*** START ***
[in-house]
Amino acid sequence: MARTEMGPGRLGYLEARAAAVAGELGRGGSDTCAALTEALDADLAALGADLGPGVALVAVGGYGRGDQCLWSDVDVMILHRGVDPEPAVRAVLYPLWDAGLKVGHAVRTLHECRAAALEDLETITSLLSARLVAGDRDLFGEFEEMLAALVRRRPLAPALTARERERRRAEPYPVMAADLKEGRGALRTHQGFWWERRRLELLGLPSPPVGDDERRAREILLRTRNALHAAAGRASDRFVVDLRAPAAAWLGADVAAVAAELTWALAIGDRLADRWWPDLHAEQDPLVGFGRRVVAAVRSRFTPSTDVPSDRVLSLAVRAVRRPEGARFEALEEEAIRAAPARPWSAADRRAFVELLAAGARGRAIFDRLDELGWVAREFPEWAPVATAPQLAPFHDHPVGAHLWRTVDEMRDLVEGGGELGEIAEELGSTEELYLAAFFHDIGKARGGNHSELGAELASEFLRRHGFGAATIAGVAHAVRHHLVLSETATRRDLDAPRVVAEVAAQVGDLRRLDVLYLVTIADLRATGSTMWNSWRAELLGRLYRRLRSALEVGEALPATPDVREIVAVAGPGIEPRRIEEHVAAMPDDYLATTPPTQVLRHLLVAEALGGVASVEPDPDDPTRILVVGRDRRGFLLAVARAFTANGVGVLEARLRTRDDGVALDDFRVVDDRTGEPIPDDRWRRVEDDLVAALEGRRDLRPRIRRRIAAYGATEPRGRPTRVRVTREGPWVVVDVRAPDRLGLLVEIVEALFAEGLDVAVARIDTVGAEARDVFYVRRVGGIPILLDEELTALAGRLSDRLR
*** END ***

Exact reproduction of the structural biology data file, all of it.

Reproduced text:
[in-house]
Amino acid sequence: MARTEMGPGRLGYLEARAAAVAGELGRGGSDTCAALTEALDADLAALGADLGPGVALVAVGGYGRGDQCLWSDVDVMILHRGVDPEPAVRAVLYPLWDAGLKVGHAVRTLHECRAAALEDLETITSLLSARLVAGDRDLFGEFEEMLAALVRRRPLAPALTARERERRRAEPYPVMAADLKEGRGALRTHQGFWWERRRLELLGLPSPPVGDDERRAREILLRTRNALHAAAGRASDRFVVDLRAPAAAWLGADVAAVAAELTWALAIGDRLADRWWPDLHAEQDPLVGFGRRVVAAVRSRFTPSTDVPSDRVLSLAVRAVRRPEGARFEALEEEAIRAAPARPWSAADRRAFVELLAAGARGRAIFDRLDELGWVAREFPEWAPVATAPQLAPFHDHPVGAHLWRTVDEMRDLVEGGGELGEIAEELGSTEELYLAAFFHDIGKARGGNHSELGAELASEFLRRHGFGAATIAGVAHAVRHHLVLSETATRRDLDAPRVVAEVAAQVGDLRRLDVLYLVTIADLRATGSTMWNSWRAELLGRLYRRLRSALEVGEALPATPDVREIVAVAGPGIEPRRIEEHVAAMPDDYLATTPPTQVLRHLLVAEALGGVASVEPDPDDPTRILVVGRDRRGFLLAVARAFTANGVGVLEARLRTRDDGVALDDFRVVDDRTGEPIPDDRWRRVEDDLVAALEGRRDLRPRIRRRIAAYGATEPRGRPTRVRVTREGPWVVVDVRAPDRLGLLVEIVEALFAEGLDVAVARIDTVGAEARDVFYVRRVGGIPILLDEELTALAGRLSDRLR